Forum for Science, Industry and Business

Sponsored by:     3M 
Search our Site:


Digital Quantum Simulator Realized

The physicists of the University of Innsbruck and the Institute for Quantum Optics and Quantum Information (IQOQI) in Innsbruck have come considerably closer to their goal to investigate complex phenomena in a model system.

They have realized a digital, and therefore, universal quantum simulator in their laboratory, which can, in principle, simulate any physical system efficiently. Their work has been published in the online issue of the journal Science.

The mathematical description of the phenomenon to be investigated is programmed by using a series of laser pulses to perform a quantum calculation with atoms. Graphic: H. Ritsch

Almost two years ago Rainer Blatt’s and Christan Roos‘ research groups from the University of Innsbruck recreated the properties of a particle moving close to speed of light in a quantum system. They encoded the state of the particle into a highly cooled calcium atom and used lasers to manipulate it according to equations proposed by the famous quantum physicist Paul Dirac. Thereby, the scientists were able to simulate so called Zitterbewegung (quivering motion) of relativistic particles, which had never been observed directly in nature before. In the current work, the physicists use a digital approach instead of the previous analogue approach, and this universal digital quantum simulator can potentially be programmed to simulate any physical system efficiently. “We show in our experiment that our method works and that we can virtually recreate and investigate many systems,” explains Benjamin Lanyon from the Institute of Quantum Optics and Quantum Information (IQOQI) of the Austrian Academy of Sciences. “When we want to study another phenomenon, we only need to reprogram our simulator.”

The quantum computer at its best

The Innsbruck physicists use the building blocks of a quantum computer for the simulation. The mathematical description of the phenomenon to be investigated is programmed by using a series of laser pulses to perform a quantum calculation with atoms. Laser-cooled and electrically trapped calcium atoms are used as carriers of quantum bits (qubits). “We encode the desired initial state of the system to be investigated in these qubits and implement the operation sets by laser pulses,“ explains Christian Roos. He and his colleagues have demonstrated this method in two experiments at the IQOQI and the University of Innsbruck using up to 100 gates and 6 qubits. “One of the new scientific results is that interactions and dynamics can be simulated that are not even present in the quantum computer,“ says the enthused Benjamin Lanyon. He is convinced that this will be one of the most promising applications of a future quantum computer. “However, we still need a considerably higher number of quantum bits. This means that we need to be able to control and manipulate considerably more atoms – up to 40 – in the same exact way as we did in our experiment,“ says Lanyon.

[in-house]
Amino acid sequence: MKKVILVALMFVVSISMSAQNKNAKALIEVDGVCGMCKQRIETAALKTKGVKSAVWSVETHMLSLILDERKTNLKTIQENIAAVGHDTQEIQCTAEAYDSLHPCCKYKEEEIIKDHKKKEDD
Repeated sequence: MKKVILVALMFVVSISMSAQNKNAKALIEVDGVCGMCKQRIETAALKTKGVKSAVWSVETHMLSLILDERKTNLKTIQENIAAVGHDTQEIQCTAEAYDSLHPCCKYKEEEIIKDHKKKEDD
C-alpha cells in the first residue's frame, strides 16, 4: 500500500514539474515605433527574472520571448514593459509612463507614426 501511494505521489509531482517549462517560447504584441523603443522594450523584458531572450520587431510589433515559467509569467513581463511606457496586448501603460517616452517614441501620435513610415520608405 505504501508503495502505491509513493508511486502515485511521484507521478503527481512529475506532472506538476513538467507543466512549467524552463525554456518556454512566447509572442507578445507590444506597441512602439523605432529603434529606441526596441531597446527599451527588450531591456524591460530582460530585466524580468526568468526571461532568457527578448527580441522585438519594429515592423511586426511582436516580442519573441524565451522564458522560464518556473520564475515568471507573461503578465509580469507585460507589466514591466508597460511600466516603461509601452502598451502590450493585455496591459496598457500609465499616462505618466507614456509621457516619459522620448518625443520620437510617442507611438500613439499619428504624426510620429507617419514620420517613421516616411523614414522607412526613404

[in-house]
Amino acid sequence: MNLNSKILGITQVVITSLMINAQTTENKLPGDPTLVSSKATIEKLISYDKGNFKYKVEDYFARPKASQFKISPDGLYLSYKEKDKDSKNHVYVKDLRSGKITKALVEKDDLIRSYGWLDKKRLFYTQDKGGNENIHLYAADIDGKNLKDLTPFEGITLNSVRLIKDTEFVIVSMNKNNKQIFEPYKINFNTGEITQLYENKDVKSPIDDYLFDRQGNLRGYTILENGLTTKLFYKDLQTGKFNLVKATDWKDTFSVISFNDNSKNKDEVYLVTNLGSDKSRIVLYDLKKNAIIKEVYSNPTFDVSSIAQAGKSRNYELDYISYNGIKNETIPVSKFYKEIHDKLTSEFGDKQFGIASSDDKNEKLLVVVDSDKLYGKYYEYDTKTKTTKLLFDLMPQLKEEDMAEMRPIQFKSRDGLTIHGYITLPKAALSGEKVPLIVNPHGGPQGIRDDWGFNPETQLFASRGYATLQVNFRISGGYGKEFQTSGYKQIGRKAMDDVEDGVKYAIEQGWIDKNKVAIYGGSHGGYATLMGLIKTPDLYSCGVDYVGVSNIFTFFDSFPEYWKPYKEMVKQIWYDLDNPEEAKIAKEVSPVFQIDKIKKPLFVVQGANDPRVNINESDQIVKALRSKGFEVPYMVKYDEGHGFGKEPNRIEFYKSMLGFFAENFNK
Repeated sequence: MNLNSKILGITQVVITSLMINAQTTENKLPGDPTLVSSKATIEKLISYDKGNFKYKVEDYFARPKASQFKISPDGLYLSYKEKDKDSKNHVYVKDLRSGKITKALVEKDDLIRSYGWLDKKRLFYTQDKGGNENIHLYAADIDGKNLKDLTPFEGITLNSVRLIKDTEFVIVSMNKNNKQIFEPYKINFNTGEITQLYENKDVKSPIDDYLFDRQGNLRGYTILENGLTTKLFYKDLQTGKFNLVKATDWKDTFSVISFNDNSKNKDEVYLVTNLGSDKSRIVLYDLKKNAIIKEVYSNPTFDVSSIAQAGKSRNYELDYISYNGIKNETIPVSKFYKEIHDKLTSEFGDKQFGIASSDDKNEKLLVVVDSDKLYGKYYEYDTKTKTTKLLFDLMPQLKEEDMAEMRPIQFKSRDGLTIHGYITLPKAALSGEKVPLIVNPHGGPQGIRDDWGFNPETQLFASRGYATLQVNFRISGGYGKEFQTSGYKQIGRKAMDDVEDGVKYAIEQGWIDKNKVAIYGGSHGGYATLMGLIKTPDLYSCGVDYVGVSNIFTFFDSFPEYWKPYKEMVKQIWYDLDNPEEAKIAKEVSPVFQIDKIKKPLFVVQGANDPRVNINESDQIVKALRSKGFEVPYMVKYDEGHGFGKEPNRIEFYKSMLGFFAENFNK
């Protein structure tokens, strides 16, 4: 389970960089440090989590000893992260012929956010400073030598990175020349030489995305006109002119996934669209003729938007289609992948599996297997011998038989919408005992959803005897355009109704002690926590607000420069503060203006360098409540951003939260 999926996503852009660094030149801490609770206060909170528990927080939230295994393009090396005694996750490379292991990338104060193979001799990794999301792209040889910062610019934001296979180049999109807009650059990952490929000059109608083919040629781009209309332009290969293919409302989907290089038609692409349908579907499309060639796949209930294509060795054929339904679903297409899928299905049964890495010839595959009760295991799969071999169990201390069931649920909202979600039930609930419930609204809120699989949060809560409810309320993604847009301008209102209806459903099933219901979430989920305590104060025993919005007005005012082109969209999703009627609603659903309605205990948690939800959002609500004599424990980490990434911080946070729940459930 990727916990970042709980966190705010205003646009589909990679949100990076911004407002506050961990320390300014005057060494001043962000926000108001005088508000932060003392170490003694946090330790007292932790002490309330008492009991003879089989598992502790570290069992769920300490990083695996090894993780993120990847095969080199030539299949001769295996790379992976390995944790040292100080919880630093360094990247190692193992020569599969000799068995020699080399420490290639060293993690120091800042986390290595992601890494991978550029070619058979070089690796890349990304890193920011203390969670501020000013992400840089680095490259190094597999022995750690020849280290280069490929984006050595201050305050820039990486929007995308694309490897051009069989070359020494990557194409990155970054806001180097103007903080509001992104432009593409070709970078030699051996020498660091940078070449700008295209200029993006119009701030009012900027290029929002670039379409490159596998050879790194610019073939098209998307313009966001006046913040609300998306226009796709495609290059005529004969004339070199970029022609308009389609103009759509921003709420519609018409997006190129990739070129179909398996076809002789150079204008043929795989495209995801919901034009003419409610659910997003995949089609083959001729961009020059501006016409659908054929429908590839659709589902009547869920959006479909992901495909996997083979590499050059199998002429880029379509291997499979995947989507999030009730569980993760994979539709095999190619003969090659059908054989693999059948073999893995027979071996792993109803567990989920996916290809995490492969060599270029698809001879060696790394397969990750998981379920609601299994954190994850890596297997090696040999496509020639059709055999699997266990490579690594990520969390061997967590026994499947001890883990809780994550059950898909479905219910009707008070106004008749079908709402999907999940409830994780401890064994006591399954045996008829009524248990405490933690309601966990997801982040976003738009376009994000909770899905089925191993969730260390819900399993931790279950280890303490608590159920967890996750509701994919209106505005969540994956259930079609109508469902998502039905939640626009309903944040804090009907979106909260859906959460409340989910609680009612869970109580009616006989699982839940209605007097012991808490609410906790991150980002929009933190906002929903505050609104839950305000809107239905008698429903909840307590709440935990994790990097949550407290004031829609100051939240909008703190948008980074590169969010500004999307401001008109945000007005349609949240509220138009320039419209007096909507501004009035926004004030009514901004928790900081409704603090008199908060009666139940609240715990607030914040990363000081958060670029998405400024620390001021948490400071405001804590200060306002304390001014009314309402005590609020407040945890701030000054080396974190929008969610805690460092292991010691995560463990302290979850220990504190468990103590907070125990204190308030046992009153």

First confirmation of approach

Physical phenomena are often described by equations, which may be too complicated to solve. In this case, researchers use computer simulations as a model to investigate open questions. Because this strategy is not feasible even for relatively small quantum systems due to the lack of the processing power of classical computers, the American physicist Richard Feynman proposed to simulate these phenomena in quantum systems experimentally. In 1996 the theorist Seth Lloyd confirmed the feasibility of this approach: Quantum computers can be programmed to efficiently simulate any physical system. A precondition for this approach is to have complete control over the technology and set-up of the simulator. This has already been achieved by Rainer Blatt’s successful research group working on quantum computers over the last few years. Based on this groundwork, the physicists have now been the first to experimentally realize a quantum simulator.

The scientific work published in Science has been supported by the Austrian Science Fund, the European Commission and the Federation of Austrian Industries Tyrol.

Publication: Universal digital quantum simulation with trapped ions. BP Lanyon, C Hempel, D Nigg, M Müller, R Gerritsma, F Zähringer, P Schindler, JT Barreiro, M Rambach, G Kirchmair, M Hennrich, P Zoller, R Blatt, CF Roos. Science Express 1 September 2011. DOI: 10.1126/science.1208001